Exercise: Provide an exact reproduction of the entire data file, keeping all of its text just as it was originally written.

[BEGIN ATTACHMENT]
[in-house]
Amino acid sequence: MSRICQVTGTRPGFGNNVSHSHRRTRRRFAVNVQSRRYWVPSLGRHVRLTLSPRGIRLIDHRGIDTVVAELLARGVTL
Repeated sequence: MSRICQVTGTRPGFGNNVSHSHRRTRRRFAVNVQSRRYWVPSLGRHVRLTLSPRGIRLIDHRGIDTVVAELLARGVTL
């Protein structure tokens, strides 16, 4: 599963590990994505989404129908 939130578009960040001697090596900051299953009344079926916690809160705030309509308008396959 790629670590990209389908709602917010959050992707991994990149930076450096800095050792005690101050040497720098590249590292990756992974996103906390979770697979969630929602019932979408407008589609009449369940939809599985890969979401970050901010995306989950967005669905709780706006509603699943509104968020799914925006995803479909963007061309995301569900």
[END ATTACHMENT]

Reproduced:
[in-house]
Amino acid sequence: MSRICQVTGTRPGFGNNVSHSHRRTRRRFAVNVQSRRYWVPSLGRHVRLTLSPRGIRLIDHRGIDTVVAELLARGVTL
Repeated sequence: MSRICQVTGTRPGFGNNVSHSHRRTRRRFAVNVQSRRYWVPSLGRHVRLTLSPRGIRLIDHRGIDTVVAELLARGVTL
């Protein structure tokens, strides 16, 4: 599963590990994505989404129908 939130578009960040001697090596900051299953009344079926916690809160705030309509308008396959 790629670590990209389908709602917010959050992707991994990149930076450096800095050792005690101050040497720098590249590292990756992974996103906390979770697979969630929602019932979408407008589609009449369940939809599985890969979401970050901010995306989950967005669905709780706006509603699943509104968020799914925006995803479909963007061309995301569900």